CHARLOTTE, NC (WBTV) - The end to a controversial law in North Carolina? The fate of more than a hundred inmates on North Carolina's death row is now in the hands of the state senate.
Lawmakers in Raleigh are expected to vote to repeal the Racial Justice Act.
The law lets death row inmates appeal their sentences based racial bias.
All but three of the 157 inmates on North Carolina's death row are wanting their day in court to argue that racial discrimination played a role in their case - black and white convicts.
Two years ago the law was passed over the objections of prosecutors and they're helping lead the charge now to repeal it.
It's one of the laws Republicans in charge of the legislature for the first time in more than 100 years have wanted to undo.
Convicts like Charlotte cop killer Demeatrius Montgomery have always been able to argue there was a racial bias in their case.
But the Racial Justice Act passed by a Democratic General Assembly and signed by Gov. Perdue in 2009 lets death row inmates introduce statistics about racial discrimination to help prove their case.
Facts like a Michigan State study which found defendants who killed a white person in North Carolina were two-and-a half times more likely to receive a death sentence than those whose victims were black.
District attorneys who fought the law say using statistics without the facts of each case can cloud the picture in jurors' minds. The D.A.s also argue that they will be inundated with death row cases and hearings will deplete time and resources for prosecutors.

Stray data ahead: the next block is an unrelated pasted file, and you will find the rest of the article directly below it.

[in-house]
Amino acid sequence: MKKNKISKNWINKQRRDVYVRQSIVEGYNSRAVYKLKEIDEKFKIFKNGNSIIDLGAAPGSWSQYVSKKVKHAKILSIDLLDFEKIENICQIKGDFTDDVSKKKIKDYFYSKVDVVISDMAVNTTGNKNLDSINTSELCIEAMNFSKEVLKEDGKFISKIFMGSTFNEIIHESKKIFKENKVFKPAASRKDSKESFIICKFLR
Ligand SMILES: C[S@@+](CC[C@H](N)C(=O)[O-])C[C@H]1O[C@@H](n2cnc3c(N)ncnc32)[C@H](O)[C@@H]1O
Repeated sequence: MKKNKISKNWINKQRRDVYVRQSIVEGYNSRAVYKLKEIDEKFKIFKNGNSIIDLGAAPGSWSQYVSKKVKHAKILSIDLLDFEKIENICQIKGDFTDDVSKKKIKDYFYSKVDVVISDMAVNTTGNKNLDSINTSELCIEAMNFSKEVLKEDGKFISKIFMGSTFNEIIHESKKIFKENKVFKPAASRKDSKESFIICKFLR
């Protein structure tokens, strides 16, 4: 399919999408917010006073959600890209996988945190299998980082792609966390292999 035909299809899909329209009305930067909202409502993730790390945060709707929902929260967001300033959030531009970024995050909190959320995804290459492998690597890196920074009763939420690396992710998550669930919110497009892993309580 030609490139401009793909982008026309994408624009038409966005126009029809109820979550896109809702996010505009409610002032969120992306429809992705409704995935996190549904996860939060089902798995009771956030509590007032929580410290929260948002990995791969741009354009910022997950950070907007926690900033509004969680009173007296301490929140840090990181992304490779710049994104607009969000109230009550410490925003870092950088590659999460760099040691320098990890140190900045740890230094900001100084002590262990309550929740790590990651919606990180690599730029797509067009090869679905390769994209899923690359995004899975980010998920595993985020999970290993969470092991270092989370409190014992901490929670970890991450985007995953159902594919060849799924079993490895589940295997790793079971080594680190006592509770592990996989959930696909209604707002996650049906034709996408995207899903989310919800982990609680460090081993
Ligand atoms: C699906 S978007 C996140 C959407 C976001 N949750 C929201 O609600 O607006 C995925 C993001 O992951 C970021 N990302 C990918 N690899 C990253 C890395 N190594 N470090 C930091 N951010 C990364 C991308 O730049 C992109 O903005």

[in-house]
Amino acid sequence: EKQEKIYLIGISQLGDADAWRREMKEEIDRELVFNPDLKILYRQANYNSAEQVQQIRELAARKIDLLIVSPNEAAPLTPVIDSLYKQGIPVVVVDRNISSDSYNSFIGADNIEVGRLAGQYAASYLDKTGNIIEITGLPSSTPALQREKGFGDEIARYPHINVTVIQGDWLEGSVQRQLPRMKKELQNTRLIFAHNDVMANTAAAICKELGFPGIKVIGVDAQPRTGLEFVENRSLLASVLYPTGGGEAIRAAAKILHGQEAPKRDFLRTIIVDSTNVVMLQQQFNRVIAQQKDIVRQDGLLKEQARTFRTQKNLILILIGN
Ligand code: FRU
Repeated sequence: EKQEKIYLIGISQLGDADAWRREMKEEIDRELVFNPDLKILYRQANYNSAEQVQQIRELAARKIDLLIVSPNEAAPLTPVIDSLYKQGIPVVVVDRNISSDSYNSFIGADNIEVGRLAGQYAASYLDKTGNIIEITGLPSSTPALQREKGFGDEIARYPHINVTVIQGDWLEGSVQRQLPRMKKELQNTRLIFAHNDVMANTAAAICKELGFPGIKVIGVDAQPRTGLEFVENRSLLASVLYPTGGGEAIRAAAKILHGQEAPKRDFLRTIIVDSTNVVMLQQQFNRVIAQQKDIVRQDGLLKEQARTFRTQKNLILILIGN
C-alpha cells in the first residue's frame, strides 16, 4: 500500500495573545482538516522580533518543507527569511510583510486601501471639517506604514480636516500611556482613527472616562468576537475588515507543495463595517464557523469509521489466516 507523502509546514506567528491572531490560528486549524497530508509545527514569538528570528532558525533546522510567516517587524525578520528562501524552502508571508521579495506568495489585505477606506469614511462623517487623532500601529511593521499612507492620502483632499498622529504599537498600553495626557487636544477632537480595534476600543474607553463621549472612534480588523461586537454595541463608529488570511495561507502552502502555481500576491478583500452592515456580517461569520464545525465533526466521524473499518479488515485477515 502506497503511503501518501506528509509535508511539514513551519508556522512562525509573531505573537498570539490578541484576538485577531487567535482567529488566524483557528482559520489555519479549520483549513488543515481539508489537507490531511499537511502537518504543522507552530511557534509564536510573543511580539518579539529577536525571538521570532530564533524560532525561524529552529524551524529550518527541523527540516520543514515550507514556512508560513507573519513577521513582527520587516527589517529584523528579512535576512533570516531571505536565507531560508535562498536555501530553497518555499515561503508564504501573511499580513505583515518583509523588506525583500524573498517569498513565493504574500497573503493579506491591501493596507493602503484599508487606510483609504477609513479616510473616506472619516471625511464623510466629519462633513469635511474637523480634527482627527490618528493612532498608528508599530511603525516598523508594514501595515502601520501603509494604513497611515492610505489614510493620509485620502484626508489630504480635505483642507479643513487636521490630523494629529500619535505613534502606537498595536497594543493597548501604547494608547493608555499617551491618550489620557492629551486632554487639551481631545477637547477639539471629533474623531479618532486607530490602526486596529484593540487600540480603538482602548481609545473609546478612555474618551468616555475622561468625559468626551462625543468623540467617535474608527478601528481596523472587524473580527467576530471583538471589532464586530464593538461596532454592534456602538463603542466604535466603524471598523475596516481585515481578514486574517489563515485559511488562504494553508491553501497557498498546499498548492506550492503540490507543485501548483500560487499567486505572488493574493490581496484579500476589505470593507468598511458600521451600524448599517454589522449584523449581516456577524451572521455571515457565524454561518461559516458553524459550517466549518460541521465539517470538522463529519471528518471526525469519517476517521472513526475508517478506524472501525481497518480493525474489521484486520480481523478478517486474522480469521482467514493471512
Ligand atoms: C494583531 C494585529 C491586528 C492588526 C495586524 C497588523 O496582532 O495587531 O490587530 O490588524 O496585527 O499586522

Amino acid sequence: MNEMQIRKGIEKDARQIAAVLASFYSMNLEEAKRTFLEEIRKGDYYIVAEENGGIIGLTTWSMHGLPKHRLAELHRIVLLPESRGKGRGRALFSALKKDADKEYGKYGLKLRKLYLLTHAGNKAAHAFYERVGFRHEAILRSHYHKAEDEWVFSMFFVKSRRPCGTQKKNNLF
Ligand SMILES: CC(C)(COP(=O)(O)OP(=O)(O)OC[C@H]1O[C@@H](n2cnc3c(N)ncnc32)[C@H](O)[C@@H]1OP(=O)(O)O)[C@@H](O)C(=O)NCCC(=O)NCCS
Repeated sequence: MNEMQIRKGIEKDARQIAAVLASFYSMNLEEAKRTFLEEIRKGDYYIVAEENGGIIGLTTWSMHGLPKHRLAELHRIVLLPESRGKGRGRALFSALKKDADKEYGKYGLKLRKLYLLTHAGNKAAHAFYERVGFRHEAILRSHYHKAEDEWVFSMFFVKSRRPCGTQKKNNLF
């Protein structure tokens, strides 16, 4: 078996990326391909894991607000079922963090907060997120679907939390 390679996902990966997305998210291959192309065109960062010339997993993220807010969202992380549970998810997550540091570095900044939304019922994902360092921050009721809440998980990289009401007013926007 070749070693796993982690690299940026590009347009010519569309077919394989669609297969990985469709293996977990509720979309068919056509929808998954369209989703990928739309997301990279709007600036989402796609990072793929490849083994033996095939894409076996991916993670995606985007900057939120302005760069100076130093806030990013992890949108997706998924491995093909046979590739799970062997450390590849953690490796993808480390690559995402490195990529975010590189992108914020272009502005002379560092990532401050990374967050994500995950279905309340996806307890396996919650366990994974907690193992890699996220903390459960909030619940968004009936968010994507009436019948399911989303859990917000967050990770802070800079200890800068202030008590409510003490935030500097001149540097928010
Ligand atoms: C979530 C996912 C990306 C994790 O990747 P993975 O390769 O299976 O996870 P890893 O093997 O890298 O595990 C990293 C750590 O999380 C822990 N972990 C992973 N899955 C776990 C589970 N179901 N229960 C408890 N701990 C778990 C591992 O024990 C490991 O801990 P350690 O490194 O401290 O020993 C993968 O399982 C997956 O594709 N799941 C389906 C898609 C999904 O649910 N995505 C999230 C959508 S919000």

But so far hardly any of the death row inmates appeals have gone to court and supporters of the law say it hasn't been given a chance to work yet.
"I think it would be a mistake to repeal it." Charlotte School of Law professor Cindy Adcock represented inmates on North Carolina's death row for 13 years.
If a defendant prevails under the Racial Justice Act (though none has made it to that point yet) the convict will still remains behind bars. The sentence becomes life without the possibility of parole.
What about the prosecutors' argument that statistics outside the facts of a case shouldn't be introduced by death row inmates. Adcock says statistics tell a more distressing story.
"The reason why defendants are given this opportunity to use statistical evidence based not only in their county but in other counties in the state is for the same reason that in any racial discrimination case courts use statistics.. that is it's very hard to prove that someone actually had the intent to discriminate against someone based on the color of their skin.. that's very hard to prove," Adcock said.
The North Carolina Senate took up debate Monday night on repealing the Racial Justice Act. It passed out of a Senate committee Monday afternoon.
The state House passed its version this summer. If it clears the state Senate, the bill will go to Governor Perdue.